21. I would like to read more about catching and storing rain water. My county encourages residents to catch and use rain water for things like washing the car and watering the lawn. My questions would be on testing the water and if it’s safe for drinking (after filtering/purifying?) and using in the vegetable garden.

  22. Would love to see more people promote the usefulness of rain barrels when water goes out…basic how to on what to do with the water from the barrel to the needed use: flushing, showering, dishes, drinking, etc. (filtering, boiling, treating with bleach, etc.)

  23. If stocking up on these kinds of test kits for shtf, is it unnecessary what with purifying,etc or a good backup to have.

  24. I would like to know if these water pitcher type filters that are suppose to filter out the fluoride, chlorine, lead, and many more impurities are worth the $50 cost. Mine’s brand name is “clearly filtered”.

  25. I think you’ve covered the topic as well as you can. But reminders and things like this that are new are always a good thing. Thanks for the opportunity to win this test kit.

  26. I also grew up with well water. It was treated sulfur water and to this day, drinking plain water is a chore. I would like to continue to see articles on the up and coming methods of storing emergency water. Some of the ways today are not practical for me but it’s great to see the new storage items that may work better.

  27. I had thought about purification but not testing. Thanks for the info! Water storage is high on my “next big purchase” list. Love your step by step style for the how-to articles.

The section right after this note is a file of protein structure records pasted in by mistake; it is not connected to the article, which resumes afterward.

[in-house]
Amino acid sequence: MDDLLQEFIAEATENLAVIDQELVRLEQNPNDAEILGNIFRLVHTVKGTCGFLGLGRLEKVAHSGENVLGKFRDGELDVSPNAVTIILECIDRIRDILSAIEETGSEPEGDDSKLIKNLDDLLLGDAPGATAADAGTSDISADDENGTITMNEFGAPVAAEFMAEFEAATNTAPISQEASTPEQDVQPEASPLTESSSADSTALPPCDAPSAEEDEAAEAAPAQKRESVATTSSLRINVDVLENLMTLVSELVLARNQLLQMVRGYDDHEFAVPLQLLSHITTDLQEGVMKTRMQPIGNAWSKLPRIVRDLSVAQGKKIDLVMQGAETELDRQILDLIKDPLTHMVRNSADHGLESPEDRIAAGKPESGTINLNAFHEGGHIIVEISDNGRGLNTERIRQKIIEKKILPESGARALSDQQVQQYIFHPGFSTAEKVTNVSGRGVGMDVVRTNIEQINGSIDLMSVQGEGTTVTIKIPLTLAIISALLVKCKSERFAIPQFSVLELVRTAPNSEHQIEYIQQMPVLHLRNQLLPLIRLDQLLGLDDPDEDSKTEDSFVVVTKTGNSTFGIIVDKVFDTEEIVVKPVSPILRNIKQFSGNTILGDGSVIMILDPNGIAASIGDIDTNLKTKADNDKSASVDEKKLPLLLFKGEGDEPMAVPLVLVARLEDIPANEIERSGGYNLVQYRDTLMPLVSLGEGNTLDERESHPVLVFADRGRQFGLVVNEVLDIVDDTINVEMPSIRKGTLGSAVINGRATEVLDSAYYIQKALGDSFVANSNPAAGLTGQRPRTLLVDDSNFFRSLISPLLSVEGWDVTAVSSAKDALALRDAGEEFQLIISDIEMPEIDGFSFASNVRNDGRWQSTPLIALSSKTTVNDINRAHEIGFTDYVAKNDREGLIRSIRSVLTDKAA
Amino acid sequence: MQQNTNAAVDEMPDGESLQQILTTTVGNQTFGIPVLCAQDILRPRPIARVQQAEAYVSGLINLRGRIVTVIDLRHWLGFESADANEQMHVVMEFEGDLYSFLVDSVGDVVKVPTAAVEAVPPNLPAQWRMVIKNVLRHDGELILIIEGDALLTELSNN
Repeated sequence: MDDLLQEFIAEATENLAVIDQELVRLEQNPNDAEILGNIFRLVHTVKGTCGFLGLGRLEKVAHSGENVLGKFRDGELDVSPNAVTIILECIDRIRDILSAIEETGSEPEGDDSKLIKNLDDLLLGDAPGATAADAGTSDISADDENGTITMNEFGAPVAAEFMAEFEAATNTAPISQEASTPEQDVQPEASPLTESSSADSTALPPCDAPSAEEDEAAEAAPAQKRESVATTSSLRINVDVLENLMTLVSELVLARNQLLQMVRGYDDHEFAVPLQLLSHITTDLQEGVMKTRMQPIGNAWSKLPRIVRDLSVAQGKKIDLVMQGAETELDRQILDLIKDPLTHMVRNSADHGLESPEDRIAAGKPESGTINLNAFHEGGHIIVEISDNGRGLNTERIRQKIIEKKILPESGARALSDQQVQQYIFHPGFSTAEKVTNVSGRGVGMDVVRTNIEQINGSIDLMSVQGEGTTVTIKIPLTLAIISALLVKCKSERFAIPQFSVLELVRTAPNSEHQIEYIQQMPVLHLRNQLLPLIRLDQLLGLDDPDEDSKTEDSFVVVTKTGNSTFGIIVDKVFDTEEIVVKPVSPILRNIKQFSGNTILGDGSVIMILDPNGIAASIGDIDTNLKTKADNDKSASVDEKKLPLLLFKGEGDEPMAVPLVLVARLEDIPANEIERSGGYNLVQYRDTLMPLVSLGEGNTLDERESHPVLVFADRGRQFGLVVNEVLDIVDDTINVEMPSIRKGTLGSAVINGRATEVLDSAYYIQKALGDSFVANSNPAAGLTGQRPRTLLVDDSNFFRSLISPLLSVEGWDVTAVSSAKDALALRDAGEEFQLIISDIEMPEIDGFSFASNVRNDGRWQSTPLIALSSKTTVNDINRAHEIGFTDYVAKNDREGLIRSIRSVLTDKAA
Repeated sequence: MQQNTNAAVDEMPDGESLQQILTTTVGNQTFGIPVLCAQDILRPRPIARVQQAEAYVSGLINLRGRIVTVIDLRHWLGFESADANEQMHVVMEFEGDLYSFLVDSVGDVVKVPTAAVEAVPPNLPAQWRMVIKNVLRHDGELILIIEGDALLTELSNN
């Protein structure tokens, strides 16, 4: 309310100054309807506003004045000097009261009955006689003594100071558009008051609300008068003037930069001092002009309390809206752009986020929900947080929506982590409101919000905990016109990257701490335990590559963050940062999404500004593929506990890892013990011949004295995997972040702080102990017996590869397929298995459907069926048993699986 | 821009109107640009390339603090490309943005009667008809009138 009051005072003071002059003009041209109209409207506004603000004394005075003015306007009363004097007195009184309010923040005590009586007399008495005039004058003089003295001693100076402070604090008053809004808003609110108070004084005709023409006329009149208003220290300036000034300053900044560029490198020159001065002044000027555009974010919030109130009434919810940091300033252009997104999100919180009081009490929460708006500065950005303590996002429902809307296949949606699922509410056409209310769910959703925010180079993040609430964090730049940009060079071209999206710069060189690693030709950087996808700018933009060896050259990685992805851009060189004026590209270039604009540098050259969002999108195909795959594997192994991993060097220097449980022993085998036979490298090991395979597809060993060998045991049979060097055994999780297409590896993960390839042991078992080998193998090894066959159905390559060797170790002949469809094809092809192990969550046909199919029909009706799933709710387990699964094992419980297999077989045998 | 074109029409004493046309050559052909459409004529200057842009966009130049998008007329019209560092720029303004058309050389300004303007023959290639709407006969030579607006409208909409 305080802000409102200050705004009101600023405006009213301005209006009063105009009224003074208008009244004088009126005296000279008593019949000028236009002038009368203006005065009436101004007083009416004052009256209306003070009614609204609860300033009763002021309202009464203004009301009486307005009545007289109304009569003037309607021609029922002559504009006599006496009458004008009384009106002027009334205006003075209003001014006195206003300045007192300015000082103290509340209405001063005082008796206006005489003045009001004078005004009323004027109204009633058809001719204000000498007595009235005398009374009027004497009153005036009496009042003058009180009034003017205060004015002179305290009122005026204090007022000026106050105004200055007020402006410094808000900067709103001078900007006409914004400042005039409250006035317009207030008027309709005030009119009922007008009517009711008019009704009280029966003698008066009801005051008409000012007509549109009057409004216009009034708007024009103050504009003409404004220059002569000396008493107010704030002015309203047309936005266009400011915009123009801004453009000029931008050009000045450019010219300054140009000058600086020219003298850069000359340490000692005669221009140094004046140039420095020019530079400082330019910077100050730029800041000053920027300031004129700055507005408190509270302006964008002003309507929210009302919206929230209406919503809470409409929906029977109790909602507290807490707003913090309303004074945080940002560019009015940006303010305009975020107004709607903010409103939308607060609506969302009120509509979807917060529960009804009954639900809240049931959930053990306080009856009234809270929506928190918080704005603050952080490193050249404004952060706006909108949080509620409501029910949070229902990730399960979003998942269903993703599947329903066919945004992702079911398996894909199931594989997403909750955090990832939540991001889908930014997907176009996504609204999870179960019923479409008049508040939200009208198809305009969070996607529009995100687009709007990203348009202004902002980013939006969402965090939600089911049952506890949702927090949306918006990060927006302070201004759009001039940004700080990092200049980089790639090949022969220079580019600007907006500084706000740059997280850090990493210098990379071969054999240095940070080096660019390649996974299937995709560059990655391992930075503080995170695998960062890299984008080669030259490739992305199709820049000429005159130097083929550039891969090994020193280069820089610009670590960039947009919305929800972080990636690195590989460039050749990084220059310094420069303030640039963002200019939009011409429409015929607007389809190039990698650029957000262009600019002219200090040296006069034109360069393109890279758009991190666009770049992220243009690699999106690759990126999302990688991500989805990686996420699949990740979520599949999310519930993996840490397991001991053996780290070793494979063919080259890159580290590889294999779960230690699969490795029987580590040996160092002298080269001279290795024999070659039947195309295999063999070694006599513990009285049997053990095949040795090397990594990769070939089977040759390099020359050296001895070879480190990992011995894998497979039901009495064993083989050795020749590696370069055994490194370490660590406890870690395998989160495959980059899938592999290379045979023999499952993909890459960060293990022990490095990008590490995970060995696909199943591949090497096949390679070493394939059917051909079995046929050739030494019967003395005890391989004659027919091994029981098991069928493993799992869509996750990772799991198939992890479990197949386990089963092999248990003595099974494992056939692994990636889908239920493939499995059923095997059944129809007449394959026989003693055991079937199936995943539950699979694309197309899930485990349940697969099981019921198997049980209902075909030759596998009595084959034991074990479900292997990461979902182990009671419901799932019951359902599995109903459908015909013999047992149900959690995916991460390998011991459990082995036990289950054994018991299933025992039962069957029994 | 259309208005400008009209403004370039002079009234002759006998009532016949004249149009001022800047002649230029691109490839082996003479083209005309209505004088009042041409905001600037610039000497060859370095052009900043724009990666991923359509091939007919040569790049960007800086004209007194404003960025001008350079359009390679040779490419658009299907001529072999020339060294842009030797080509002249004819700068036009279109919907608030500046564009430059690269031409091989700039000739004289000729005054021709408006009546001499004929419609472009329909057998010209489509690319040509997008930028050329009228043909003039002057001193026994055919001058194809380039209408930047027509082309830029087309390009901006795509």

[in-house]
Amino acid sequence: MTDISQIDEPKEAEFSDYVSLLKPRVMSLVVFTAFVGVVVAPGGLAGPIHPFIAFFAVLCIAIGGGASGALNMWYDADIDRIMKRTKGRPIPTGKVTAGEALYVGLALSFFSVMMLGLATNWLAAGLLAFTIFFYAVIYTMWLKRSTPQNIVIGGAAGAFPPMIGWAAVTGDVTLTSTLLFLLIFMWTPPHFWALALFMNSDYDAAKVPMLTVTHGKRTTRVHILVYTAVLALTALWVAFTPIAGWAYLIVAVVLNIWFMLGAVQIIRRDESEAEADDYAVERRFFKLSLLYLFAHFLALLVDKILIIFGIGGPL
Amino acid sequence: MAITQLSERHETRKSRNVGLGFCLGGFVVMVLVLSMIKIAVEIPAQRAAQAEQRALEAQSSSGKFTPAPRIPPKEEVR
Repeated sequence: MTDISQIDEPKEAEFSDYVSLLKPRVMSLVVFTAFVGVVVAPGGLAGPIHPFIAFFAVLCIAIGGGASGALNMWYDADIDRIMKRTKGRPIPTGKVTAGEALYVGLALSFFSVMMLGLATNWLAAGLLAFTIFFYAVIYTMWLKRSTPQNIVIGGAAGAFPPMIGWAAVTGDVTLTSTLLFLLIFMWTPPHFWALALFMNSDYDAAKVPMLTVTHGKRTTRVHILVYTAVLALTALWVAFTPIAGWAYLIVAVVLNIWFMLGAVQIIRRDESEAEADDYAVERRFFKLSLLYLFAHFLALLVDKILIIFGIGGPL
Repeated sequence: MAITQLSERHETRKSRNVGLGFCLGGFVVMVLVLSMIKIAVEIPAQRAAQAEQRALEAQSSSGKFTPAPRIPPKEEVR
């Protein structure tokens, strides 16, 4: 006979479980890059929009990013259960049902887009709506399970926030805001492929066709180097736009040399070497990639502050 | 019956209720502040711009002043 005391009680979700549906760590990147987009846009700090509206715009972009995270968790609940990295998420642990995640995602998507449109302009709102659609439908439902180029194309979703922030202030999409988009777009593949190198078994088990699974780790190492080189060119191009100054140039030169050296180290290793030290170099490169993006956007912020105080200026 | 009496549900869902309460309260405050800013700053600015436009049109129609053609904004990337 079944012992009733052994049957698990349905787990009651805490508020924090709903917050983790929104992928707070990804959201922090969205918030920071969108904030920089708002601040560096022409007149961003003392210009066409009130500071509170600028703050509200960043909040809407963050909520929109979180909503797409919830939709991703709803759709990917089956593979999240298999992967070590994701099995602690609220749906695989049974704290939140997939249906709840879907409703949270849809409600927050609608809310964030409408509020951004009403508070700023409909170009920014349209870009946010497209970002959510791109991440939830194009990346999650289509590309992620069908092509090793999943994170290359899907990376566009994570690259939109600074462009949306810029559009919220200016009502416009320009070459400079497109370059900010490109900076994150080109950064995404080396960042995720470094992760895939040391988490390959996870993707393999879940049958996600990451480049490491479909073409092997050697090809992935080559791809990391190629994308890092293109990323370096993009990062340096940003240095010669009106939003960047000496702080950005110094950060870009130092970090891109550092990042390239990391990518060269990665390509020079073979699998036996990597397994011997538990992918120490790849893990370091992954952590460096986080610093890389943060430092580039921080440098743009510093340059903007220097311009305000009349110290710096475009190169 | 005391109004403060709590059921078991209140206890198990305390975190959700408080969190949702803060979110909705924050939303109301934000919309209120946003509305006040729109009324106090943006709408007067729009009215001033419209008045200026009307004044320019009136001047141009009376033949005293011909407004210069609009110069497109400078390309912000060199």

28. Just bought a property with an unused well. I want to test the water after getting a pump and running enough to be testing fresh water.

  29. We live in the country. While we have a deep well, I am concerned about pollution of the well by the neighboring farmers. When we purchased the property, the well had to be flushed and treated to remove nitrates caused by fertilization and other chemicals. How can we test for this?

  30. Let’s see…having a well, with a pump that runs on electricity…what are some good manual pumps, and how would you switch to one, in a SHTF situation. (or ideally,,,before!)

  31. I have often wondered if there is an affordable water test kit but never sure where/how to research the options…always like it if somebody I ‘trust’ has tried and proven method of new items to me…Thanks for this article..

  32. I would like to know about what if any devise exists to get water out of a well that supplies our house if there is a major power failure. It is a pretty deep well. Thank you for all the help you give us and for all the giveaways!

  33. I also want to know more about the shelf life of the tablets and I’m sure I’ve missed it but the shelf life of “pool shock” Can I use my “sucky” machine (as a friend of mine calls it) to vac-pac it for storage? The manufacturer has a find your own size bags on rolls so you can get bigger things in them to vac-pac. I’ve used those to vac-pac larger cuts of meat in preparation for when we have the whole family over for dinner instead of trying to find two or three pieces of the same meat to cook

  34. Forgot to add, Our Home Depot has been giving away a small water testing kit for free. I’m in Michigan (not the Flint area) so it may not be available at all HD’s